In addition to traditional leather-bound certificates, over the past year 619 MIT graduates were given the option of receiv- ing a digital version of their diploma through a pilot program
to make academic credentials secure and portable.
The MIT Media Lab and the MIT Registrar’s Office partnered
with Learning Machine, a Cambridge-based software company,
to set up the Blockcerts collaboration, which issued diplomas
linked to the same blockchain that underlies Bitcoin. The idea
was to let students securely store and share their credentials, and
allow employers to immediately verify them. For people displaced
by disasters, that could be critical.
“I don’t believe in one central body having ownership over the
The transactions are verified in batches (or blocks) by hav-
digital record of people’s learning,” says Philipp Schmidt, direc-
tor of learning innovation at the Media Lab, who spearheaded
the collaboration. “Bitcoin blockchain lets us give the data back
to the individual recipients.”
“Before graduation, MIT sends the students an invite e-mail,
which says ‘Hey, go download the Blockcerts Wallet app, accept
the pass phrase, and add MIT as an issuer,’” says Chris Jagers,
cofounder and CEO of Learning Machine. “When MIT issues
the diplomas, the student gets an e-mail with a digital file, which
they can then import into the app.”
The app anchors the digital files on the blockchain, which
works like a massive spreadsheet accessible to a global network
of computers and holds millions of lines of encrypted transac-
tions. With Bitcoin, these are monetary transactions. For digi-
tal diplomas, they transmit credentials from school to student.
ing computers solve mathematical puzzles. Then the blocks are
added to the chain, where they are accessible to the entire net-
work but encrypted to keep their contents secure.
Decrypting the diploma file requires two separate keys: a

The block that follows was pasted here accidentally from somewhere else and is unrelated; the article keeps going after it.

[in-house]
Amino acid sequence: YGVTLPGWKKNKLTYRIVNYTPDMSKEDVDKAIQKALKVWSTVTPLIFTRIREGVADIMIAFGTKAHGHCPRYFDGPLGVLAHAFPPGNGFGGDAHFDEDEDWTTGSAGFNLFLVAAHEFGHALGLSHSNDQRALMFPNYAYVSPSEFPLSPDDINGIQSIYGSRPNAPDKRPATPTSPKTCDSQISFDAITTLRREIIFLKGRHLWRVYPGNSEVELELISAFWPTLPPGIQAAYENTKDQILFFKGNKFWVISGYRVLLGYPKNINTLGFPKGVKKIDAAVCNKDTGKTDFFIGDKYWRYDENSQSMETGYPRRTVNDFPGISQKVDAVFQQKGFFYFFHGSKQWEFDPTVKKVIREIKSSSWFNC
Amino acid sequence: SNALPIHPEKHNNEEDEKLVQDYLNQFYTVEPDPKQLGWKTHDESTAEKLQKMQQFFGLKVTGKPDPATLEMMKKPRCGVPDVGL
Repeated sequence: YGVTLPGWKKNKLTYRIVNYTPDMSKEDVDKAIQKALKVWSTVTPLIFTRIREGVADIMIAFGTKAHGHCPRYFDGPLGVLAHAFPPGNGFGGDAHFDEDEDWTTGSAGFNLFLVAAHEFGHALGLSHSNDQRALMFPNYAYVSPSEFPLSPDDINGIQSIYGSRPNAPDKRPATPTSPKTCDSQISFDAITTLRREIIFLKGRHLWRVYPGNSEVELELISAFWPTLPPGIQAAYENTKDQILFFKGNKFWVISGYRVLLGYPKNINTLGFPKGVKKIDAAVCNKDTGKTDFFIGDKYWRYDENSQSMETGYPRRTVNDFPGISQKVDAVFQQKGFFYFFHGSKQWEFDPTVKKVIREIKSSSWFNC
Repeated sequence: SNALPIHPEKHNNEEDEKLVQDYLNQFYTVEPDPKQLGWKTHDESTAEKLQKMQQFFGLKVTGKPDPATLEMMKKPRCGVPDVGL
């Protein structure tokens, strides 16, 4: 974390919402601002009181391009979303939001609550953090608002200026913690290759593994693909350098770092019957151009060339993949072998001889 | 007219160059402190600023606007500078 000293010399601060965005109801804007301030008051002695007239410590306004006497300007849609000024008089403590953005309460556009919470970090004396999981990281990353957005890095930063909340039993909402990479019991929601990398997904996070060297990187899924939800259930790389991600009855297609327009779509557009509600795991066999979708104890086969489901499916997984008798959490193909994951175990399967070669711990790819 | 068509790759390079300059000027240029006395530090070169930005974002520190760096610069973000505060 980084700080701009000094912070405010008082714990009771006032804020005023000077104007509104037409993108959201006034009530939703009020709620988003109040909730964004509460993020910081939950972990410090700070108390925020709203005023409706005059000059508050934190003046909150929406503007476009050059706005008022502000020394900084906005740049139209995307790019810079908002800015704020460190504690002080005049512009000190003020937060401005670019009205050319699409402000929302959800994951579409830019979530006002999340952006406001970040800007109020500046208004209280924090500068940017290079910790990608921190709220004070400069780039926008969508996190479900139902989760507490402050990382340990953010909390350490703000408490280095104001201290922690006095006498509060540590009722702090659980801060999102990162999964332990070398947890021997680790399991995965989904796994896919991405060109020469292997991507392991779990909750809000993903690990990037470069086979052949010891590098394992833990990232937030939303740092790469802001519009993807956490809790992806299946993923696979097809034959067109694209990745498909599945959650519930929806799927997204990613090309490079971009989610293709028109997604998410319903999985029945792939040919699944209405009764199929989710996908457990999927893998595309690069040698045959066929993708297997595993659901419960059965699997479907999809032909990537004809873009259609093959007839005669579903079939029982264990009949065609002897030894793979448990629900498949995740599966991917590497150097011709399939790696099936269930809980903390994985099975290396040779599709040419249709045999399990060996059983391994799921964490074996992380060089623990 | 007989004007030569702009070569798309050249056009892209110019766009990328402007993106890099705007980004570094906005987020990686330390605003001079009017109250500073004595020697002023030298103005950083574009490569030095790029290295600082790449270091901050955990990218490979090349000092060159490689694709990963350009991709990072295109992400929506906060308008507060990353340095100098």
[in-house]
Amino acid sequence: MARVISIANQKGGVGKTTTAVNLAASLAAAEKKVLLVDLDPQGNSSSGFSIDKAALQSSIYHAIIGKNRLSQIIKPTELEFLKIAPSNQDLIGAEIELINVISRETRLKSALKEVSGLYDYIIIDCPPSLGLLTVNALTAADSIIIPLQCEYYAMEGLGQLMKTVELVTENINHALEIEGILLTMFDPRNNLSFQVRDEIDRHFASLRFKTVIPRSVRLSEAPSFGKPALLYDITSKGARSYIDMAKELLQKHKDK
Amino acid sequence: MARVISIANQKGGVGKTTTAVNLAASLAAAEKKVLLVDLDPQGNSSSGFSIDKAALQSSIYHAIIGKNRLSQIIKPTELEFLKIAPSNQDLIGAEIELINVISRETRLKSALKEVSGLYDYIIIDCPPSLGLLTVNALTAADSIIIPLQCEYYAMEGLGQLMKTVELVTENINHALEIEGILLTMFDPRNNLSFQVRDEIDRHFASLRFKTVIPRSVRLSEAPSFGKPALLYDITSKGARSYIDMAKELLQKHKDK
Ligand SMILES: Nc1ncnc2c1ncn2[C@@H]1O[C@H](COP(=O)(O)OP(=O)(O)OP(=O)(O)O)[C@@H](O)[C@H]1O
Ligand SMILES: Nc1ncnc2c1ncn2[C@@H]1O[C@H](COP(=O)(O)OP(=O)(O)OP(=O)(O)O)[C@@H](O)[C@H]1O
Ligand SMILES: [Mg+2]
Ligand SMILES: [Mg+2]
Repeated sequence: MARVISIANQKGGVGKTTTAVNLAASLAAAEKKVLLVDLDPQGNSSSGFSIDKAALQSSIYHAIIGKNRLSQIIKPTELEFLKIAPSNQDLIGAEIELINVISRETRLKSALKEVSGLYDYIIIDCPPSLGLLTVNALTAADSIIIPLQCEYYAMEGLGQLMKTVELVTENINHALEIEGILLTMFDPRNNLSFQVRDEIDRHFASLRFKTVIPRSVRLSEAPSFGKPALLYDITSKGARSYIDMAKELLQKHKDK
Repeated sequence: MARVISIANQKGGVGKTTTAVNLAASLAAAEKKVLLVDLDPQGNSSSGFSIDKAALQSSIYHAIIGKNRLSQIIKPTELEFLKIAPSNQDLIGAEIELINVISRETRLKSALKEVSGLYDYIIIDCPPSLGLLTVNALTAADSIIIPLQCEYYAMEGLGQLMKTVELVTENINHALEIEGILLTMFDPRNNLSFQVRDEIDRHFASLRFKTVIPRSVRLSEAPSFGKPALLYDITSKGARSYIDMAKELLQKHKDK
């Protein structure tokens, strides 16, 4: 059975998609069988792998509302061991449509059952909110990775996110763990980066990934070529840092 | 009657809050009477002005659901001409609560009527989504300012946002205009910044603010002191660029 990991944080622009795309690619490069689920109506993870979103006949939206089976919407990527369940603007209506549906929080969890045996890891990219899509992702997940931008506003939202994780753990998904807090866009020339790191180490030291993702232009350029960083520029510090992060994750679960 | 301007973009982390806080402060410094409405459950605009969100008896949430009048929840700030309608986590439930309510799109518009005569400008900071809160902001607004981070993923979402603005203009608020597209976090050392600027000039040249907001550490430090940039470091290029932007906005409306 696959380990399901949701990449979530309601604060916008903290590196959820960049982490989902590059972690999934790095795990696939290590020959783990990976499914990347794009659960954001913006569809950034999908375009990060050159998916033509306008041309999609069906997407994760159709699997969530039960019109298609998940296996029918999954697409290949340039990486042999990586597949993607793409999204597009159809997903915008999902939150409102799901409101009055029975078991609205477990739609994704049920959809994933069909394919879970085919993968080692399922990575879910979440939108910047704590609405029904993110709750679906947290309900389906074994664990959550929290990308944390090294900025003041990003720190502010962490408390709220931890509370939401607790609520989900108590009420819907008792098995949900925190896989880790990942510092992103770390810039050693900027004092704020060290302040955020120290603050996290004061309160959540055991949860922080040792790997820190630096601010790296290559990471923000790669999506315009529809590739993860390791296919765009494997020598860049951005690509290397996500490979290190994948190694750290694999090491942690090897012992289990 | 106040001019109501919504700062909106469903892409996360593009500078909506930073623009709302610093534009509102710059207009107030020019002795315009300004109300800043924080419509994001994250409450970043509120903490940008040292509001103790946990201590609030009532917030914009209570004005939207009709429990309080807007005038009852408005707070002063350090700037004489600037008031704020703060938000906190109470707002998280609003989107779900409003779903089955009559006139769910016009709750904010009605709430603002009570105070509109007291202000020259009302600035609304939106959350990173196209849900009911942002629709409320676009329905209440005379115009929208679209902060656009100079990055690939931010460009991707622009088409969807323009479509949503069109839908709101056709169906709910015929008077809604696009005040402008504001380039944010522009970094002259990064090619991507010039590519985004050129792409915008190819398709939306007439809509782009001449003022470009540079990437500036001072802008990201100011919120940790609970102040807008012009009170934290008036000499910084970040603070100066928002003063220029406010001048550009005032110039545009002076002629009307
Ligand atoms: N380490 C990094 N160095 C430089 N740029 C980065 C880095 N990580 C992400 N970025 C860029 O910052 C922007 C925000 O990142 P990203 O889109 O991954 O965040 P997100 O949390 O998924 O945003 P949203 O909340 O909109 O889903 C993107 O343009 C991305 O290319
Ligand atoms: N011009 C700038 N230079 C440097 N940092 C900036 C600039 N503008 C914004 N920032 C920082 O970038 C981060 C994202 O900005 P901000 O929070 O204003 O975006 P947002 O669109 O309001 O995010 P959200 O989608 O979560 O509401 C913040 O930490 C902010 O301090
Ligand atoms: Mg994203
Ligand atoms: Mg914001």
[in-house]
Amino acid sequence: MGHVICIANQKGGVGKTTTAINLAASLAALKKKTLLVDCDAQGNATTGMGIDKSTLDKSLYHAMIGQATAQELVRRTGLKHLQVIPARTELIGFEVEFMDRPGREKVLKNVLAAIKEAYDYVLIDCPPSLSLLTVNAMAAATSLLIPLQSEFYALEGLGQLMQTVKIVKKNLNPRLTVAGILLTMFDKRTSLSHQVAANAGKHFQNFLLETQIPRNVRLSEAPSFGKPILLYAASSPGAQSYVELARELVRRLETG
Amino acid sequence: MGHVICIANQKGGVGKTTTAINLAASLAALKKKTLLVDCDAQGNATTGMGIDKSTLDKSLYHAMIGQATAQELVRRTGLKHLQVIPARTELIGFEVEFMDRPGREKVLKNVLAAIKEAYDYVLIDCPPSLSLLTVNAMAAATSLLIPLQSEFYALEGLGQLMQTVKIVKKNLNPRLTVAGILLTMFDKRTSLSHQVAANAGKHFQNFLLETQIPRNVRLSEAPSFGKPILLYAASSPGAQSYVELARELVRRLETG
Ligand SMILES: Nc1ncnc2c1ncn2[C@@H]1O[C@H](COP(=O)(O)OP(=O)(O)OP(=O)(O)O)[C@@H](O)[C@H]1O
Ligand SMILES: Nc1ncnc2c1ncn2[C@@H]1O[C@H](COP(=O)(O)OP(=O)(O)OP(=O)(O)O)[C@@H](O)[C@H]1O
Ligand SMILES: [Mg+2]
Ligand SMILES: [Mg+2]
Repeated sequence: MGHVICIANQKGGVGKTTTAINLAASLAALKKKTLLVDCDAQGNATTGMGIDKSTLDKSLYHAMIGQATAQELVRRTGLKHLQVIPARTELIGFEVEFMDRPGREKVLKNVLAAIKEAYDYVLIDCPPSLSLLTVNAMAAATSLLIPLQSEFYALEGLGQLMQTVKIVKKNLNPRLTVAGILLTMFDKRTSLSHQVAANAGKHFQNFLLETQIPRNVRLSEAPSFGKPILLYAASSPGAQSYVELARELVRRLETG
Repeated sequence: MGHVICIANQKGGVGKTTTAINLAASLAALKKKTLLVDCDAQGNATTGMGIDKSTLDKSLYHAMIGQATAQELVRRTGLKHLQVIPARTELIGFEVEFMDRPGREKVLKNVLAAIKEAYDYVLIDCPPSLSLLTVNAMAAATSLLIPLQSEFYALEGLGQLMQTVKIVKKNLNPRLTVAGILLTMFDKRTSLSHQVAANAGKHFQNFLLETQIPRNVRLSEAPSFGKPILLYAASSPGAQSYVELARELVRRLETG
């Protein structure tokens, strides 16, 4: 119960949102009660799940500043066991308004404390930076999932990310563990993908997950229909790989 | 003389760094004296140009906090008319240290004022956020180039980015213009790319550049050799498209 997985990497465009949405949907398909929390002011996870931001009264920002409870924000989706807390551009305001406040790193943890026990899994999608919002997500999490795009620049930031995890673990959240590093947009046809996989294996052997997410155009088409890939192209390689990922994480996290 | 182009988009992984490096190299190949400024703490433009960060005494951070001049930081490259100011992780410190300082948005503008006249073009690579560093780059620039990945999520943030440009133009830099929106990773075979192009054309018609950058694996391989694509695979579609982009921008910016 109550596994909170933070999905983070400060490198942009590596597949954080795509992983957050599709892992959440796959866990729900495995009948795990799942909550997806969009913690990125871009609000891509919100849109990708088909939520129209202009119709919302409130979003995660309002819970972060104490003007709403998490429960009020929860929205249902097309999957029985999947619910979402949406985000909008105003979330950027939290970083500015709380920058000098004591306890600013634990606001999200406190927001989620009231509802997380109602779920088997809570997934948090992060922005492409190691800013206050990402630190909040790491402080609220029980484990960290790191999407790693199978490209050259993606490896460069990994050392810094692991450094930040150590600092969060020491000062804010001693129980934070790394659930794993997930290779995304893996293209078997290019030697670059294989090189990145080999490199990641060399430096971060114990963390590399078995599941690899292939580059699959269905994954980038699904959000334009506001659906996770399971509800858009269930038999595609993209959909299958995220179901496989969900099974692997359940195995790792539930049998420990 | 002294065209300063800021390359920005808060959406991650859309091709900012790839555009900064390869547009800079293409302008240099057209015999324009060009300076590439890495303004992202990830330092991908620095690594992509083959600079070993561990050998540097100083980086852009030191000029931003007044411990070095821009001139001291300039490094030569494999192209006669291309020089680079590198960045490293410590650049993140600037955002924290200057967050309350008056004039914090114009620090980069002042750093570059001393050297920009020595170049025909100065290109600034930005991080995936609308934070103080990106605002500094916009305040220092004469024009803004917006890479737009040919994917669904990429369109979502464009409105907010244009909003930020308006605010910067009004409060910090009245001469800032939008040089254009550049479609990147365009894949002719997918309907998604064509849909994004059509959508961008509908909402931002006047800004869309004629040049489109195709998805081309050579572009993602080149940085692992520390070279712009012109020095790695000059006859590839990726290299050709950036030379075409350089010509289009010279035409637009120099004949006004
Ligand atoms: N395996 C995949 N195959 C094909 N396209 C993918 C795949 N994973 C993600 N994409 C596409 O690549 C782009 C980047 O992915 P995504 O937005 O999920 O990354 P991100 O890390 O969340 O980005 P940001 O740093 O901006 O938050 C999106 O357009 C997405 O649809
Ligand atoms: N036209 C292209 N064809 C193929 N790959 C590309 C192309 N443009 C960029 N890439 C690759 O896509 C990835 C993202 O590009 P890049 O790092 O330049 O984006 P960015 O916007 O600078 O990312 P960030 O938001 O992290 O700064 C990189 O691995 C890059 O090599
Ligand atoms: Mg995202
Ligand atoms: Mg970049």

public key held by MIT and whomever the student shares the
diploma with, and a private key known only to the student, which
is generated upon downloading the Blockcerts Wallet app.
MIT registrar Mary Callahan says she wanted to use the
security and flexibility of blockchain technology to give students
control over their own records. As of March, 214 MIT students
had downloaded their Blockcerts Wallet; in light of the pilot’s
success, Callahan is aiming to offer digital diplomas to all MIT
students graduating this June.
Blockchain verification technology could prove life-changing
for refugees and disaster victims whose universities may no lon-
ger store credentials or even exist.
“There are all kinds of disasters,” says Learning Machine’s
Jagers, “whether it’s a disaster of war like in Syria, or a natural
disaster like in the Bahamas, or a technical disaster like in Equi-fax—these kinds of things happen all the time, and they’re inevitable.” By linking credentials to a blockchain, he adds, “we can
ensure that we don’t have a single point of failure and that people
can actually own their identity documents without any ongoing
dependency on the original issuers or any particular vendor.”
Jagers says he expects a “new normal around digital records”
within five to 10 years. —Francesca Schembri, SM ’ 18
Blockchain technology gives grads control over their academic credentials.